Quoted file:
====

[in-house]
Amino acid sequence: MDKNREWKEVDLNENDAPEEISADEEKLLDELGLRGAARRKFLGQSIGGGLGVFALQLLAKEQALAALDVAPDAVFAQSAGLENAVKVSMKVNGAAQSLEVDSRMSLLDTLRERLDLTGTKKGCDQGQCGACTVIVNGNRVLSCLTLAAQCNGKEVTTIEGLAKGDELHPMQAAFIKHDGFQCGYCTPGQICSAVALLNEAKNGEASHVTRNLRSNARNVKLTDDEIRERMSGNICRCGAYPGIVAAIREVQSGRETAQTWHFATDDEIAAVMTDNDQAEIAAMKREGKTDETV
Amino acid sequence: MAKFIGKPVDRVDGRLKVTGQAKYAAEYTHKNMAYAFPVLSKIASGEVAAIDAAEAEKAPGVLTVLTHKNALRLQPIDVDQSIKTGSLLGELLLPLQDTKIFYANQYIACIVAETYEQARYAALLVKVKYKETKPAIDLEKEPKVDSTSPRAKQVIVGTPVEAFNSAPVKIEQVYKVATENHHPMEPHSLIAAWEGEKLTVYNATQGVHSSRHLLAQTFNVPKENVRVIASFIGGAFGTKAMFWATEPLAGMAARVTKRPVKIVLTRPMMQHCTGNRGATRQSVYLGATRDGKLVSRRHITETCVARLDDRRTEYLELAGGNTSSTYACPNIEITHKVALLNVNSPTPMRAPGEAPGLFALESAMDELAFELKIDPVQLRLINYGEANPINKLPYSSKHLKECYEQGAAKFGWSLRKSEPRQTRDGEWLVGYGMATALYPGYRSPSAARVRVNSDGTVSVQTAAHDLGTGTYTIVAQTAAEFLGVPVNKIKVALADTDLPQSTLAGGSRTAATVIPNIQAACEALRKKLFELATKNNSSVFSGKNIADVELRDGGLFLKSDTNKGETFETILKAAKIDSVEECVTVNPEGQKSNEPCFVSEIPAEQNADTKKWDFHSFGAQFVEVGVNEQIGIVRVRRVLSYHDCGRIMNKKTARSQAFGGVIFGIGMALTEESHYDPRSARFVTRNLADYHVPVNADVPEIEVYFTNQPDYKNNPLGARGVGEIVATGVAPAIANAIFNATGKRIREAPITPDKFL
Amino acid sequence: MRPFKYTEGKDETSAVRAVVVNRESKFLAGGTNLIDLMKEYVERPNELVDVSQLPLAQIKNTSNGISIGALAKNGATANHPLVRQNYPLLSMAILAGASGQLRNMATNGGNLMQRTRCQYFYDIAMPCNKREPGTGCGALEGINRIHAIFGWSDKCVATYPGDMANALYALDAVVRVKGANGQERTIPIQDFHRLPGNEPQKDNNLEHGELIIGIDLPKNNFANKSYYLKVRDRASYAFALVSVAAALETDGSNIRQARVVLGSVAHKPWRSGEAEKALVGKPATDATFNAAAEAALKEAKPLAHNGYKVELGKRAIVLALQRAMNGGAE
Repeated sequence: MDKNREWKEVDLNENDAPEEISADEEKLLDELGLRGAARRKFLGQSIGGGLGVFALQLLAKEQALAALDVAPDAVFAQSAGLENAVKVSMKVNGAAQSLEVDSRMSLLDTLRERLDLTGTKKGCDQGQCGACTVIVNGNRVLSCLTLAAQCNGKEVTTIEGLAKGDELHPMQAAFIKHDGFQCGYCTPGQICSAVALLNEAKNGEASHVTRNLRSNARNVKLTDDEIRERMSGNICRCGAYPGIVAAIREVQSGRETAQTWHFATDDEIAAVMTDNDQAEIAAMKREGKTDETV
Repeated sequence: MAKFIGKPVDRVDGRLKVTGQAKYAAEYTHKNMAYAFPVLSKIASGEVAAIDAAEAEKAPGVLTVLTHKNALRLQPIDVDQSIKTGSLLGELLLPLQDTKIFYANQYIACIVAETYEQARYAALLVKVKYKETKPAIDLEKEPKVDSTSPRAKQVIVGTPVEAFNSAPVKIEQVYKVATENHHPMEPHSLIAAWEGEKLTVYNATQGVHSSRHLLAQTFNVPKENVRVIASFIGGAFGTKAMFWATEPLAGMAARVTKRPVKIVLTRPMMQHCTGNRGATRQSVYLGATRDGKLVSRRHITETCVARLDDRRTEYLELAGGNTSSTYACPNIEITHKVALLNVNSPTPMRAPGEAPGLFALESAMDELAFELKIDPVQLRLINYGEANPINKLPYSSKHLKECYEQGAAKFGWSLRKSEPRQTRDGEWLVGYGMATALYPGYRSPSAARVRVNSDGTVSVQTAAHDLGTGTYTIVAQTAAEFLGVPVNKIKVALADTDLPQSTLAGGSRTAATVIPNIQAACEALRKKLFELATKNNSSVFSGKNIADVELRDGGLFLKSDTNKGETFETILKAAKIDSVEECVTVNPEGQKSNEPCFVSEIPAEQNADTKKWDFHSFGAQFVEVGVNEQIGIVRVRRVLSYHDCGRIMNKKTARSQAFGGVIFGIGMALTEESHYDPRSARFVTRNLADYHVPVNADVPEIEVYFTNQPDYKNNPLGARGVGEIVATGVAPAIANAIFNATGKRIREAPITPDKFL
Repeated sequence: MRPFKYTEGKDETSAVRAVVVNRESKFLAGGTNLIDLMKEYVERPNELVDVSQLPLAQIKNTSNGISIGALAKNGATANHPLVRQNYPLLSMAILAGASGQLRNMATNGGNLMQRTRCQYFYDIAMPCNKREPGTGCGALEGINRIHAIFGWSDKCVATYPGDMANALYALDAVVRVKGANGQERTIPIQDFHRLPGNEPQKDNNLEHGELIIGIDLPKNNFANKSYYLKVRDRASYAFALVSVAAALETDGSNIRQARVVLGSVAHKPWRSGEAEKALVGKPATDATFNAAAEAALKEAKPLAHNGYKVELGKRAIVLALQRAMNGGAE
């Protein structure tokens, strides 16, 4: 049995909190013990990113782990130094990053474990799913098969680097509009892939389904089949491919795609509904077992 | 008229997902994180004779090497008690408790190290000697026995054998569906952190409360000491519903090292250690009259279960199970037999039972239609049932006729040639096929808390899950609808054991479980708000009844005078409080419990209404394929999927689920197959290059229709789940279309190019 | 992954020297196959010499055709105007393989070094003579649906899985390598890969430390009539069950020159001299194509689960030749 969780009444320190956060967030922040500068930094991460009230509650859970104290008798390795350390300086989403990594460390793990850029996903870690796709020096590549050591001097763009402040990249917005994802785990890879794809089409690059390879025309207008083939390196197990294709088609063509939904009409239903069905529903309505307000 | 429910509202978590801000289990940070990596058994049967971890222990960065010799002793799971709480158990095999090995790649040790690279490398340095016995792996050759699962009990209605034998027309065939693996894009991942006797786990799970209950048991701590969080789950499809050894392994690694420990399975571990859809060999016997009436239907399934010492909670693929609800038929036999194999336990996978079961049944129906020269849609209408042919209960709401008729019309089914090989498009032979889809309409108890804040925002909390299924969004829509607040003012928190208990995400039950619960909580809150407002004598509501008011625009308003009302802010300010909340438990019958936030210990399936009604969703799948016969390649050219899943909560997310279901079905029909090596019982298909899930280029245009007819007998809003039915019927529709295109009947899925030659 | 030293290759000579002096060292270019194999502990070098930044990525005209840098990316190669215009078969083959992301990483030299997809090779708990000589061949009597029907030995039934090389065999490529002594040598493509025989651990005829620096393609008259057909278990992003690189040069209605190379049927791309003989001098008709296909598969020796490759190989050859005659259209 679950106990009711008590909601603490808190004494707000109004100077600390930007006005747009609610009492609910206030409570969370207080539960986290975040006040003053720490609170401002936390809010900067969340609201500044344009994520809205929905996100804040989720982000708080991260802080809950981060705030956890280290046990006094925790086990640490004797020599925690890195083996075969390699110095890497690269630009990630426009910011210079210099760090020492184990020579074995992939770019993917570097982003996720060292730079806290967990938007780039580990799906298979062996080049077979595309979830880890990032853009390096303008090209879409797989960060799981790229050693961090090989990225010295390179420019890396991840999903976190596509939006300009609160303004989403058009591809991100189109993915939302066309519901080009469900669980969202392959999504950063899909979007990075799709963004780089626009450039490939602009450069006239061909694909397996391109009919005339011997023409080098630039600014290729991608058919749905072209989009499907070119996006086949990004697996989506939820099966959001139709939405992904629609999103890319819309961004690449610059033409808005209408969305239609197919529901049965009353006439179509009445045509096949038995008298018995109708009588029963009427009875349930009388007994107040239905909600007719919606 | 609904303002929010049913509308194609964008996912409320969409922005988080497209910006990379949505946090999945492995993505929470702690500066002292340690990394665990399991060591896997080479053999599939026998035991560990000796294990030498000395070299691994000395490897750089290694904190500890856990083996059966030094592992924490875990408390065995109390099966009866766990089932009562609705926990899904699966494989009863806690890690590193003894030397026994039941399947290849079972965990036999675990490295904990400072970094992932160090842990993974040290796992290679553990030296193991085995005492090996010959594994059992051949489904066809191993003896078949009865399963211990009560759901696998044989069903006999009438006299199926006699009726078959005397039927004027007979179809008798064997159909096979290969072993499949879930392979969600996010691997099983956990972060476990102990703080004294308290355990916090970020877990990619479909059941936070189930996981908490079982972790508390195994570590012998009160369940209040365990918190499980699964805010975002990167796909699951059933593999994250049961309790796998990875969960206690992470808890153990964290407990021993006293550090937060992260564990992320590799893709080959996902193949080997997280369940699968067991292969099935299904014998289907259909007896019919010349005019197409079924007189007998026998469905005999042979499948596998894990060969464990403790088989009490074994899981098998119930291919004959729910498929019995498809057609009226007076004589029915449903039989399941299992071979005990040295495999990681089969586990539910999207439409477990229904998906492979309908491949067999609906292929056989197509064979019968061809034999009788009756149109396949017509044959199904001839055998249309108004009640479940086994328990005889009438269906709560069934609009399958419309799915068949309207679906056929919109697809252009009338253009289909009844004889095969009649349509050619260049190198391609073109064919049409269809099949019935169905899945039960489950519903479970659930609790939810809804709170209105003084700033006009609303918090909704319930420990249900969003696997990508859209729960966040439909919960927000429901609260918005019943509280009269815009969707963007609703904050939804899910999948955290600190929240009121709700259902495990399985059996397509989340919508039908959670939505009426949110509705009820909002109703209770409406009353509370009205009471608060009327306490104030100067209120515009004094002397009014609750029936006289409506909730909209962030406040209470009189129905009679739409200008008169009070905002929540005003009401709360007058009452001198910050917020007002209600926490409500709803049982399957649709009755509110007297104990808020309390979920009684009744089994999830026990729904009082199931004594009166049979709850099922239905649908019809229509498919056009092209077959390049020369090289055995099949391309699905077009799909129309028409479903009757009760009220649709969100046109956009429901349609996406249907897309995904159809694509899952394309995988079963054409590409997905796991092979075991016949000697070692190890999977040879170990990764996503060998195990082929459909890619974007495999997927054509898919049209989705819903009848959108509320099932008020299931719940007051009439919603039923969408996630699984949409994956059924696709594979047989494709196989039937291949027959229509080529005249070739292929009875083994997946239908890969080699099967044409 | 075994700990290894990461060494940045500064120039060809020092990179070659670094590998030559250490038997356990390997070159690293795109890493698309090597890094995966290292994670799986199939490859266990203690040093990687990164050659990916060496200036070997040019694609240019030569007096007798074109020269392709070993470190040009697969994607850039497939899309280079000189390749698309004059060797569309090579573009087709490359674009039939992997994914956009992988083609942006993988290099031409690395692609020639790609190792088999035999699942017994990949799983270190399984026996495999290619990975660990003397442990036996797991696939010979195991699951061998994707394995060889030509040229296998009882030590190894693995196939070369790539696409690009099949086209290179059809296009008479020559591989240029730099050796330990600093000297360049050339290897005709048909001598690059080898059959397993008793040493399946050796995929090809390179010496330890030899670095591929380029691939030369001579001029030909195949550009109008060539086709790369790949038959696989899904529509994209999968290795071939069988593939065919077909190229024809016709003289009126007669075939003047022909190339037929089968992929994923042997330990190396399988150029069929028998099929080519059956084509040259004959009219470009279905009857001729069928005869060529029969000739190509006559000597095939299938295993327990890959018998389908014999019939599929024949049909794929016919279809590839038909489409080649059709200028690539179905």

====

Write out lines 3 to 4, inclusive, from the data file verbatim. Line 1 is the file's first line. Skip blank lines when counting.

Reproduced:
Amino acid sequence: MAKFIGKPVDRVDGRLKVTGQAKYAAEYTHKNMAYAFPVLSKIASGEVAAIDAAEAEKAPGVLTVLTHKNALRLQPIDVDQSIKTGSLLGELLLPLQDTKIFYANQYIACIVAETYEQARYAALLVKVKYKETKPAIDLEKEPKVDSTSPRAKQVIVGTPVEAFNSAPVKIEQVYKVATENHHPMEPHSLIAAWEGEKLTVYNATQGVHSSRHLLAQTFNVPKENVRVIASFIGGAFGTKAMFWATEPLAGMAARVTKRPVKIVLTRPMMQHCTGNRGATRQSVYLGATRDGKLVSRRHITETCVARLDDRRTEYLELAGGNTSSTYACPNIEITHKVALLNVNSPTPMRAPGEAPGLFALESAMDELAFELKIDPVQLRLINYGEANPINKLPYSSKHLKECYEQGAAKFGWSLRKSEPRQTRDGEWLVGYGMATALYPGYRSPSAARVRVNSDGTVSVQTAAHDLGTGTYTIVAQTAAEFLGVPVNKIKVALADTDLPQSTLAGGSRTAATVIPNIQAACEALRKKLFELATKNNSSVFSGKNIADVELRDGGLFLKSDTNKGETFETILKAAKIDSVEECVTVNPEGQKSNEPCFVSEIPAEQNADTKKWDFHSFGAQFVEVGVNEQIGIVRVRRVLSYHDCGRIMNKKTARSQAFGGVIFGIGMALTEESHYDPRSARFVTRNLADYHVPVNADVPEIEVYFTNQPDYKNNPLGARGVGEIVATGVAPAIANAIFNATGKRIREAPITPDKFL
Amino acid sequence: MRPFKYTEGKDETSAVRAVVVNRESKFLAGGTNLIDLMKEYVERPNELVDVSQLPLAQIKNTSNGISIGALAKNGATANHPLVRQNYPLLSMAILAGASGQLRNMATNGGNLMQRTRCQYFYDIAMPCNKREPGTGCGALEGINRIHAIFGWSDKCVATYPGDMANALYALDAVVRVKGANGQERTIPIQDFHRLPGNEPQKDNNLEHGELIIGIDLPKNNFANKSYYLKVRDRASYAFALVSVAAALETDGSNIRQARVVLGSVAHKPWRSGEAEKALVGKPATDATFNAAAEAALKEAKPLAHNGYKVELGKRAIVLALQRAMNGGAE